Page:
Since I haven’t blogged in a while a lot of stuff has piled up on my desk and I’ll get it out in batches in this post I’ll go over a few of the bigger changes we did while I was away on the bootcamp and also give you a bit of an update on what we’ve been doing within the bootcamp itself.
The week before we launched the bootcamp our Mac build servers reached a very heavy workload, this was becoming disruptive to our general developer population as builds got queued at a high rate. After a bit of investigation it seems that this could usually be pinned to specific users with very long build times.
Normally build time is divided as:
The latter is pretty fast since our servers have a very fast connection, the first depends on your Internet speed however the queue is problematic…
We have a limited number of servers, if the build time is too long our servers can become occupied and then people will remain in queue for quite a long time. Worse, because our queue system is biased based on grade if a paying or a few high ranking paying user send builds in succession this might create a situation where low ranking users (free or basic) might be denied access to the server as a higher rank user will constantly step ahead in line.
Slow builds hurt everyone, up until now we always assumed people would align and try to avoid slow builds but I’m guessing that was naive. The incentive to do that isn’t enough. So we installed a timeout quota on a portion of the build phase which limited some builds.
It was a bad idea to do this right before the bootcamp but I felt some urgency due to the large amount of queuing. Initially we limited the time to 15 minutes on the xcode compile phase which is normally around 1.5-2 minutes. Due to some complaints I raised it to 25 minutes and some people still couldn’t get their builds thru (this should give you a sense of how problematic this traffic jam was). Finally Dave produced an idea for improvement in the build process that we implemented and deployed this weekend and it should produce faster builds for those use cases. I don’t see a difference with my builds but if your builds were taking 50 minutes they should be much faster now.
This change shouldn’t impact most users but since it changes the way headers are included some native code that relies on headers being included by VM generated code might fail.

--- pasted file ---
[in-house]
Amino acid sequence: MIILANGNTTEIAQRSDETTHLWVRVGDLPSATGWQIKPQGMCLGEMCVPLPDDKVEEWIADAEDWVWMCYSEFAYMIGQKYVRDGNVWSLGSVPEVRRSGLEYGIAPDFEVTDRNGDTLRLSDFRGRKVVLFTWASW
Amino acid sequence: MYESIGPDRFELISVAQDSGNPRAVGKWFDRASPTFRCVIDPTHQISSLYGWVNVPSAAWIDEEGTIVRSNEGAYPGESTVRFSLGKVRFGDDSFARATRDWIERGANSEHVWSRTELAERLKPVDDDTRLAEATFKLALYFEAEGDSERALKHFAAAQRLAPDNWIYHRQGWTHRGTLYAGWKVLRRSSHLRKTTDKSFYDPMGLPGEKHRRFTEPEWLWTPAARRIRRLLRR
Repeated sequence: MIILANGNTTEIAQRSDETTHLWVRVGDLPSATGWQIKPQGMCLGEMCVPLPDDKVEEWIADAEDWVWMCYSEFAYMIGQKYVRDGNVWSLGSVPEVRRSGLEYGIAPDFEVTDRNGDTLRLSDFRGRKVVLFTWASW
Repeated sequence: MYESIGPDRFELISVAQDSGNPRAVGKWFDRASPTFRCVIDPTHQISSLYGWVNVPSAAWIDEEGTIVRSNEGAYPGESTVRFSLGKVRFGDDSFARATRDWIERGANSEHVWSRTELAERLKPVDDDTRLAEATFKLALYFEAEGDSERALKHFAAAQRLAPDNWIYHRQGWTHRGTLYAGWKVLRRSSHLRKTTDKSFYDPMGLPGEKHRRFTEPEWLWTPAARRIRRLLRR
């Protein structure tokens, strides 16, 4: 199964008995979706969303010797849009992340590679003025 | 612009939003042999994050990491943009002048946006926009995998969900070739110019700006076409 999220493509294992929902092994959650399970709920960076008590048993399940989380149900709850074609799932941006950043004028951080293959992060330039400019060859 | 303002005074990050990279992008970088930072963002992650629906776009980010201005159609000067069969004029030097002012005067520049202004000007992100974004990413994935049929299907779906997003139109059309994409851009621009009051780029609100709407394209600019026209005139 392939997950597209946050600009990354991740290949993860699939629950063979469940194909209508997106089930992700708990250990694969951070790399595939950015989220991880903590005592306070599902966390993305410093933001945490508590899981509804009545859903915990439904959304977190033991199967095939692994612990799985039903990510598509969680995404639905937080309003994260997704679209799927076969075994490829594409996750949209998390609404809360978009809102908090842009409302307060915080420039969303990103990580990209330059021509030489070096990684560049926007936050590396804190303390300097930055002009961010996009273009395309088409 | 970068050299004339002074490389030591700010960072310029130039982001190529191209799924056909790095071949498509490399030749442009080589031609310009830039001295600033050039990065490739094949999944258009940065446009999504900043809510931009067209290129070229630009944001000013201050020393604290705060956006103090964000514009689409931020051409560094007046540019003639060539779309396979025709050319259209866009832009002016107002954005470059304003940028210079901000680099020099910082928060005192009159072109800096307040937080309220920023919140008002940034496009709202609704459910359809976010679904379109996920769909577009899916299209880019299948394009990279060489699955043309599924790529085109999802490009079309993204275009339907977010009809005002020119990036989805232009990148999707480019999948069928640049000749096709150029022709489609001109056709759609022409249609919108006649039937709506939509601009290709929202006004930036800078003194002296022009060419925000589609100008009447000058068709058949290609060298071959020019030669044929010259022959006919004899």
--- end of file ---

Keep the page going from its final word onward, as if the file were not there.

Read Response for Errors
Another potentially disruptive change we released this weekend is a flipped default on
readResponseForErrors. Normally when you get an error from the server (e.g. 404) the
readResponse method of connection request isn’t invoked and you can’t read the error message.
This seems to make sense but it causes two big problems:
When working with webservices you often get an error code and text describing the error which you would want to read
The network monitor won’t show the error response either…
So we flipped the default to read the response for error codes. This shouldn’t impact most applications but if yours is impacted you can restore the old behavior either by using
setReadResponseForErrors(false) on the connection request or do
ConnectionRequest.setReadResponseForErrorsDefault(false); to disable this globally.
We just finished the first 2 weeks (10 missions) of the bootcamp and will resume the last 2 weeks on the 18th of April (at which point we will again suspend the blog posts).
We are covering a lot of material, in some regards more than I expected. I know I’ve personally learned a lot from interacting more closely with the developers in the bootcamp and I think I have a better sense of the pain points. I’ve already made a lot of commits to the project over the last few days to address some of the pain points I felt during the bootcamp but some are harder to fix with a few commits.
Once the bootcamp is over I plan to redo a lot of the videos in the site and rework some of our tools/tutorials.